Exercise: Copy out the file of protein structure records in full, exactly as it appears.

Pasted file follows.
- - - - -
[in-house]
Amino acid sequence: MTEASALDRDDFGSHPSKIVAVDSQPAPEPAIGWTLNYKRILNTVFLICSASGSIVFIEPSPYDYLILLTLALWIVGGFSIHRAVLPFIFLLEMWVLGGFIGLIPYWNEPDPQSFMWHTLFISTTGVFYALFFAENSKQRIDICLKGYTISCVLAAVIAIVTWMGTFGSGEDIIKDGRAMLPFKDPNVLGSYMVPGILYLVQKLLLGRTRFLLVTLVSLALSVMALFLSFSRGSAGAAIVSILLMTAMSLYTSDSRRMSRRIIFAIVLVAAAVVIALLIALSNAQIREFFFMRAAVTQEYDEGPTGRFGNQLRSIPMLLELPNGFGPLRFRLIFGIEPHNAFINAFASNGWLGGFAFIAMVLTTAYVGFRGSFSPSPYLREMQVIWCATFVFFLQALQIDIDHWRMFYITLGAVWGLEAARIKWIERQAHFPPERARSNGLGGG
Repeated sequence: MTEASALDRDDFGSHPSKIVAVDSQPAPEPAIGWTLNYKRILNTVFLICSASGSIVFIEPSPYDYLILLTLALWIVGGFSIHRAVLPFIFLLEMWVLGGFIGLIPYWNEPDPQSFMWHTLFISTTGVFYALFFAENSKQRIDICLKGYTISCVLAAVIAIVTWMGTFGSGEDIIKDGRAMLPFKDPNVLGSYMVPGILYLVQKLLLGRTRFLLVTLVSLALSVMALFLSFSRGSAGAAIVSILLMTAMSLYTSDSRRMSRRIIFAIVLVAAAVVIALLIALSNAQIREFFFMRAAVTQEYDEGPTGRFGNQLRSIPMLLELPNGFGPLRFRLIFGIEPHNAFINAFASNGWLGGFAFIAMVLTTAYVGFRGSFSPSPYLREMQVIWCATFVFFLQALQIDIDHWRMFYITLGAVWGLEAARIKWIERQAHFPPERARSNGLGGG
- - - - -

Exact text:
[in-house]
Amino acid sequence: MTEASALDRDDFGSHPSKIVAVDSQPAPEPAIGWTLNYKRILNTVFLICSASGSIVFIEPSPYDYLILLTLALWIVGGFSIHRAVLPFIFLLEMWVLGGFIGLIPYWNEPDPQSFMWHTLFISTTGVFYALFFAENSKQRIDICLKGYTISCVLAAVIAIVTWMGTFGSGEDIIKDGRAMLPFKDPNVLGSYMVPGILYLVQKLLLGRTRFLLVTLVSLALSVMALFLSFSRGSAGAAIVSILLMTAMSLYTSDSRRMSRRIIFAIVLVAAAVVIALLIALSNAQIREFFFMRAAVTQEYDEGPTGRFGNQLRSIPMLLELPNGFGPLRFRLIFGIEPHNAFINAFASNGWLGGFAFIAMVLTTAYVGFRGSFSPSPYLREMQVIWCATFVFFLQALQIDIDHWRMFYITLGAVWGLEAARIKWIERQAHFPPERARSNGLGGG
Repeated sequence: MTEASALDRDDFGSHPSKIVAVDSQPAPEPAIGWTLNYKRILNTVFLICSASGSIVFIEPSPYDYLILLTLALWIVGGFSIHRAVLPFIFLLEMWVLGGFIGLIPYWNEPDPQSFMWHTLFISTTGVFYALFFAENSKQRIDICLKGYTISCVLAAVIAIVTWMGTFGSGEDIIKDGRAMLPFKDPNVLGSYMVPGILYLVQKLLLGRTRFLLVTLVSLALSVMALFLSFSRGSAGAAIVSILLMTAMSLYTSDSRRMSRRIIFAIVLVAAAVVIALLIALSNAQIREFFFMRAAVTQEYDEGPTGRFGNQLRSIPMLLELPNGFGPLRFRLIFGIEPHNAFINAFASNGWLGGFAFIAMVLTTAYVGFRGSFSPSPYLREMQVIWCATFVFFLQALQIDIDHWRMFYITLGAVWGLEAARIKWIERQAHFPPERARSNGLGGG